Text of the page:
Jill E. Stopfer, MS | Authors

Commentary (Stopfer/Domchek): Evaluation and Management of Women With BRCA1/2 Mutations

October 01, 2005

More than a decade has passedsince the cancer predispositiongenes BRCA1 andBRCA2 were cloned. Collectively,these genes are responsible for virtuallyall hereditary breast/ovarian cancerfamilies as well as a smaller subsetof hereditary site-specific breast cancerfamilies.[1] Their discovery helped usherin a new age of predictive and preventivemedicine for those at risk ofbreast and ovarian cancer, two of themost common forms of cancer in womenin the United States.[2] Peshkin andIsaacs provide an excellent summaryof cancer susceptibility due to inheritedmutations in BRCA1 and BRCA2,including approaches to assessing personaland family history for the likelihoodof finding these mutations, theirassociated cancer risks, and options forclinical management.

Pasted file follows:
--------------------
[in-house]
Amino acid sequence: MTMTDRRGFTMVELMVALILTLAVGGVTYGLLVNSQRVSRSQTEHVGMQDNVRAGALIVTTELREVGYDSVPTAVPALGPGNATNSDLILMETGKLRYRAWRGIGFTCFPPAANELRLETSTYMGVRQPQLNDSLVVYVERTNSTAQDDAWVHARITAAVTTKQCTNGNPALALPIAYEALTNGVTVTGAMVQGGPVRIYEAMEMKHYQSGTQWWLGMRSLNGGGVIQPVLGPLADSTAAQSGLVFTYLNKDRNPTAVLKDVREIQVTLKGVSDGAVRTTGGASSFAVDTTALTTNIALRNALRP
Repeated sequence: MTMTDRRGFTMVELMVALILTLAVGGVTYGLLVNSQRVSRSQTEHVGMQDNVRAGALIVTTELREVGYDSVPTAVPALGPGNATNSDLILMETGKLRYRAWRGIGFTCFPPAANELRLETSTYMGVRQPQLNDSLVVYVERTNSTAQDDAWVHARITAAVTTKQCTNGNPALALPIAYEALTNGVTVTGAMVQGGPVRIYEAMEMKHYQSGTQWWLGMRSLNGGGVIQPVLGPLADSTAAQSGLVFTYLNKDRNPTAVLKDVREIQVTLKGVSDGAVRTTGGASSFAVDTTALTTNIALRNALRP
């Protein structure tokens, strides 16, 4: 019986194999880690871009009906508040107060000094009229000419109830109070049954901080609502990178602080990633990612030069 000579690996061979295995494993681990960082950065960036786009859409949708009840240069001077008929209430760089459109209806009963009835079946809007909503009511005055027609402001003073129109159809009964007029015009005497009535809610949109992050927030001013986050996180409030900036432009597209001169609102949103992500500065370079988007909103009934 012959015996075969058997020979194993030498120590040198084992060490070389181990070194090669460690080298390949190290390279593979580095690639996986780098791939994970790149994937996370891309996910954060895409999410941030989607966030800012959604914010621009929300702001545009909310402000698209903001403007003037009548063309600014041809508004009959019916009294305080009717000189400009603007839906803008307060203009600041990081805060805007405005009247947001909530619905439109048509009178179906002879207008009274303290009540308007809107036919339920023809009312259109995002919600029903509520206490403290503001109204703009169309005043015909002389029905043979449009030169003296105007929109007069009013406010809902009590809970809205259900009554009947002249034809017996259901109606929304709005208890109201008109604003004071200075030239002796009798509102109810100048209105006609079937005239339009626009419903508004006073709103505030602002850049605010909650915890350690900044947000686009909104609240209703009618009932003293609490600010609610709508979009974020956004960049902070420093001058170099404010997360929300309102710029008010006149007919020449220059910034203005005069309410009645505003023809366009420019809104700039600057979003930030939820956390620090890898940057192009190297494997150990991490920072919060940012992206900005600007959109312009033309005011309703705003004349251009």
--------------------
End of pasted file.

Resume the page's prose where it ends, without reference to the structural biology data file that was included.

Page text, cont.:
Role of the Genetic Counselor in Familial Cancer

February 01, 1996

Increased knowledge about inherited susceptibility for cancer and the identification of genes associated with cancer risk has increased the need for individuals with training in genetics to work closely with oncology professionals in the familial cancer arena. Genetic counselors can provide a variety of useful services: They may function as clinical coordinators of a family cancer risk counseling (FCRC) program and serve as study coordinators on research teams.